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Morelos coinage


The mill at Atlihuayan during the Porfiriato

Sánchez Garza mentions that only copper coins were minted in Atlihuayan, an important sugar plantation owned by General Pablo Escandón y BarrónPablo Escandón y Barrón was born in Morelos in 1857. He was educated in England until 1875. On his father’s death in 1878 he returned to Mexico and inherited a fortune of almost five million pesos. He belonged to the Científicos and owned two haciendas in Morelos, Xochimancas and San Diego Atlihuayán. As a member of the Mexican polo team he won a bronze medal at the 1900 Olympics, Mexico’s first Olympic medal.
He was a career soldier and became a brigadier general and Porfirio Díaz' Jefe de Estado Mayor. He was a deputy for Guanajuato from 1894 until 1912 and was governor of Morelos from 15 March 1909 until May 1911, but abandoned the governorship and went to the United States on Díaz’ resignation. He came back to support Huerta but on his defeat, returned to exile. He came back after 1920 and died in Mexico City on 31 March 1926.
. Currently it is also believed that certain coins could have been minted in Tlaltizapán, where Zapata had his headquarters. Octavio Paz journalist who visited Zapata several times mentions: "In the mill of Tlatizapán ...a factory had been set up to mint money, with the necessary apparatus and tools, because General Zapata always wanted the currency called Zapatista to circulate in the territory controlled by his forces". Muñoz visited the Tlaltizapán mill of n in the 1970s and observed the existence of water-powered turbine that could be used for the lamination and a niche that would serve for the foundry. In the place they had on display a silver bar of 4.6 kilos and a few copper coins copper and a two pesos silver coin they said were found at the site.


Revolutionaries. On the reverse is written "Revolucionarios surianos en la Hda. de Atlihuayán Morelos"

In late 1915 and early 1916 General Amador Salazar ordered the minting of copper coins of 2, 5, 10, 20, 50 centavos and silver coins of one peso. putting José Barrios in charge.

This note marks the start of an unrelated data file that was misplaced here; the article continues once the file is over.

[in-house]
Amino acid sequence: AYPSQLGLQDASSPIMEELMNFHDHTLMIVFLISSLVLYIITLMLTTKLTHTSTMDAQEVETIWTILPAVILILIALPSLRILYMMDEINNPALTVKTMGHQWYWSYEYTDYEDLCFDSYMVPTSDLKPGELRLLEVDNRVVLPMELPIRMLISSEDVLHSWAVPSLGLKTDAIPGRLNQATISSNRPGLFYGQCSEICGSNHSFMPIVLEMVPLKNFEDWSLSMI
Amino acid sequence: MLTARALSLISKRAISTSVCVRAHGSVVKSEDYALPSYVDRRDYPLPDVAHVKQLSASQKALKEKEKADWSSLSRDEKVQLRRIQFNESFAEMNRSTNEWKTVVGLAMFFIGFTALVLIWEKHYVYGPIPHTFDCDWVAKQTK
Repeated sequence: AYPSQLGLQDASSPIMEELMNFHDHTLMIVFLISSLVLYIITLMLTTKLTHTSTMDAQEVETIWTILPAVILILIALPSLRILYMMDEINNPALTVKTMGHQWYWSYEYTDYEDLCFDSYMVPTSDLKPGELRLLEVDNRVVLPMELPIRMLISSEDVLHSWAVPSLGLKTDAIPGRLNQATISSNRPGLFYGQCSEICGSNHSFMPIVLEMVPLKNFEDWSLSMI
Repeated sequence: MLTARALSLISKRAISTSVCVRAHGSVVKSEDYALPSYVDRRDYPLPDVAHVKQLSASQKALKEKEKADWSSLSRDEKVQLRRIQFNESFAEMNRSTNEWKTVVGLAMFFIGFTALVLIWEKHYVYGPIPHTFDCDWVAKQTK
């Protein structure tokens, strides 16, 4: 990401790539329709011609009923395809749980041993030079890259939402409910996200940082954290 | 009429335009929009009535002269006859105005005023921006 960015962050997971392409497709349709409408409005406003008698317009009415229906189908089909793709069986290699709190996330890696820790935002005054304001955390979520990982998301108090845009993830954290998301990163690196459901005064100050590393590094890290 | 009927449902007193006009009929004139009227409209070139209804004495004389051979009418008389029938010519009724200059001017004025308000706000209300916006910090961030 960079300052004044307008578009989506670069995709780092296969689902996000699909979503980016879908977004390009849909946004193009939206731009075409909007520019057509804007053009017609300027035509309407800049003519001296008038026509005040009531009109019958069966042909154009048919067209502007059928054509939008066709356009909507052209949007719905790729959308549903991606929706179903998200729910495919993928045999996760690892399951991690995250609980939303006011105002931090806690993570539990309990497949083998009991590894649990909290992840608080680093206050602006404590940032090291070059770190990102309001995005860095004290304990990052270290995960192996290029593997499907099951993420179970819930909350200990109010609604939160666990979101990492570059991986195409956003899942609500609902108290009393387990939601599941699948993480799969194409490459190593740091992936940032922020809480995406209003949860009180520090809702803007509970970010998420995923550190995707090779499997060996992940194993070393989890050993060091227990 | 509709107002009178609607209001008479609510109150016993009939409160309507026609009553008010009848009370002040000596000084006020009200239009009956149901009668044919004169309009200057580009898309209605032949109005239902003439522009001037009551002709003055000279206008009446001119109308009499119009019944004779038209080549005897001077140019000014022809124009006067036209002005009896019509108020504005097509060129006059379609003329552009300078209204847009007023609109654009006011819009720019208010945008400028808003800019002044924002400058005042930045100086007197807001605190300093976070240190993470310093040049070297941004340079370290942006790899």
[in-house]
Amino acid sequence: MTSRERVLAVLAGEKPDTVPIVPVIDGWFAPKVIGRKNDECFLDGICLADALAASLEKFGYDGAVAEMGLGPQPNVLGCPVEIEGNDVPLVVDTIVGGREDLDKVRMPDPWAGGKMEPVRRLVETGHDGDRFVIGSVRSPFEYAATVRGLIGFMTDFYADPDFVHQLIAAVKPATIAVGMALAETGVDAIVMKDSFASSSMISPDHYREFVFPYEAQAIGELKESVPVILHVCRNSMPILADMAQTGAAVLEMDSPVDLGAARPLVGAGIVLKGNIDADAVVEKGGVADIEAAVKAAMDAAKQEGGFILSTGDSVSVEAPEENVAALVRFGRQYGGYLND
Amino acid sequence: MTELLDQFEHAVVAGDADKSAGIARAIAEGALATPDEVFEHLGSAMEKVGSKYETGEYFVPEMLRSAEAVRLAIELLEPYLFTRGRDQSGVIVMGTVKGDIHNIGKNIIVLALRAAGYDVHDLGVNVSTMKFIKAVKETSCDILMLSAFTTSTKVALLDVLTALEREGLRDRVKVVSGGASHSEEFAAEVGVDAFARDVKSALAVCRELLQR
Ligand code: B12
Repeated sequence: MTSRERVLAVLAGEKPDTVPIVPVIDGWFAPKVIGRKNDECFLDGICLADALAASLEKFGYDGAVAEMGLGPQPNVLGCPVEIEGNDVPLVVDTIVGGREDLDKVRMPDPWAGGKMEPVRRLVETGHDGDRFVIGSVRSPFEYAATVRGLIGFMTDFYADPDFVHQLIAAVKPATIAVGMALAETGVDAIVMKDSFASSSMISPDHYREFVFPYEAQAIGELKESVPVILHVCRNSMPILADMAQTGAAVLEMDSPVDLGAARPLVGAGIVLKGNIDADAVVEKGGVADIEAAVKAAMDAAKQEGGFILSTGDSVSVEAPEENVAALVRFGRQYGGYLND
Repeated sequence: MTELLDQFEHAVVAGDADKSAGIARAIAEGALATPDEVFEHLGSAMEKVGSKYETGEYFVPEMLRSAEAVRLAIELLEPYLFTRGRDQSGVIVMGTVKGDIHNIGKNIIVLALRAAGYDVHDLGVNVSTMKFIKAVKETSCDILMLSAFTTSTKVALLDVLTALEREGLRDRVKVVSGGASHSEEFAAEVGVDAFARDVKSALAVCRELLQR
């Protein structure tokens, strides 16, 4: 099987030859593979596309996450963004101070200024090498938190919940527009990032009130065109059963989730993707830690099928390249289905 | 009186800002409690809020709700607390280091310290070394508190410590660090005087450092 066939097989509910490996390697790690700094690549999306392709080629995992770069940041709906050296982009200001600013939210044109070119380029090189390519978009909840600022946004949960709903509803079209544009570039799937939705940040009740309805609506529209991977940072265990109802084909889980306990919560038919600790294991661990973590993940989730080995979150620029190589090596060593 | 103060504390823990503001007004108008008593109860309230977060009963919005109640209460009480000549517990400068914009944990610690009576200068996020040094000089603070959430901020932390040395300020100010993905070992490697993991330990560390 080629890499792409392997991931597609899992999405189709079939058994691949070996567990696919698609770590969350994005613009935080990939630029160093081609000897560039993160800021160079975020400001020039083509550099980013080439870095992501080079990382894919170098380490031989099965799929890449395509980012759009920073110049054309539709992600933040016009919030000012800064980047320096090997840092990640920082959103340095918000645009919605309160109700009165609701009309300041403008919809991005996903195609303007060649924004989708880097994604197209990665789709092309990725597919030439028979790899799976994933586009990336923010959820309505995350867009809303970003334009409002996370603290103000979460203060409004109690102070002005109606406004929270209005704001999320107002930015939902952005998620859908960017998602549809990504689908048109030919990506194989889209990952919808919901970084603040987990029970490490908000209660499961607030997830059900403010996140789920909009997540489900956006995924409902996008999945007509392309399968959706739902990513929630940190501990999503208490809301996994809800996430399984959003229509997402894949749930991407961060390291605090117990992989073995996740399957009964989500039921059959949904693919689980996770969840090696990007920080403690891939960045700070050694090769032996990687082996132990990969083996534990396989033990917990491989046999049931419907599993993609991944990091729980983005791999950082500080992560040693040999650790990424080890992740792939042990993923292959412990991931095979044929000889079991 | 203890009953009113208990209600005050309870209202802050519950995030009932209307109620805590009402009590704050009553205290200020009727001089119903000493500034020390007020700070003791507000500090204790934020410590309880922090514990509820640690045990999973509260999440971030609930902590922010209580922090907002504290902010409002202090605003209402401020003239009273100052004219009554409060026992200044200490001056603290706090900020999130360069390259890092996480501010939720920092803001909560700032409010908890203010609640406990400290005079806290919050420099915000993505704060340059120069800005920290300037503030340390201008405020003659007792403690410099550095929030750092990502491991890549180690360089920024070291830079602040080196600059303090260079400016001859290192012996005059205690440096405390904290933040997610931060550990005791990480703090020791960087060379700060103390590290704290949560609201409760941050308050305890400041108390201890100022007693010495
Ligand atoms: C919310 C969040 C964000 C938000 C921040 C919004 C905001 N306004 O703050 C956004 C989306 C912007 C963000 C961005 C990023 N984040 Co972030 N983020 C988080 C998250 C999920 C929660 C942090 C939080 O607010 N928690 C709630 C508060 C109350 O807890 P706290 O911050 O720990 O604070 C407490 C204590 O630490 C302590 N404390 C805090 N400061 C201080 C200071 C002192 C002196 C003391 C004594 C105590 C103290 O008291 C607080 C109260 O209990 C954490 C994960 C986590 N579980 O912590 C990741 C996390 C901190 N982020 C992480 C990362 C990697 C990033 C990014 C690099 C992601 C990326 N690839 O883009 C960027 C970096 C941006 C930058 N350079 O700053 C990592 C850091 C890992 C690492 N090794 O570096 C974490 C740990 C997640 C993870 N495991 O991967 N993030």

Amador SalazarAmador Salazar Jiménez was born in Cuernavaca on 30 April 1868, a cousin of Emiliano Zapata. In his youth he worked as a farmhand in the hacienda de Atlihuayán, owned by Pablo Escandón, the governor of the state of Morelos but as a result of his antisocial behaviour he was sent into the army and his father had to pay to get him discharged. He was one of the first to join Zapata in his revolt, and rose to the rank of General de División in the Ejército Libertador del Sur. At the beginning of 1915, during the government of the Convention, he was entrusted with the direction and start-up of the Atlihuayan mill. On 11 March 1915 the Convention appointed him military commander of the valle de México, a post he held until 2 August, when the Zapatistas had to evacuate the capital. He continued to fight against the Carrancistas and when they threatened to take his headquarters at Yautepec, he went out to inspect his forces and was killed in an ambush on 16 April 1916.

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KM-695 Atlihuayan 2c

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KM-696 Atlihuayan 5c

697 Atlihuayan 10c697 Atlihuayan 10c reverse
KM-697 Atlihuayan 10c (Stack’s-Bowers Auction, 12 September 2023, lot 73439)

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KM-701 Atlihuayan 20c

704 Atlihuayan 50c704 Atlihuayan 50c reverse
KM-704 Atlihuayan 50c (Stack’s-Bowers Auction, 25 August 2023, lot 57285)

706 Atlihuayan 50c706 Atlihuayan 50c reverse
KM-706 Atlihuayan 50c (Stack’s-Bowers ANA Auction, 4 August 2017, lot 21288)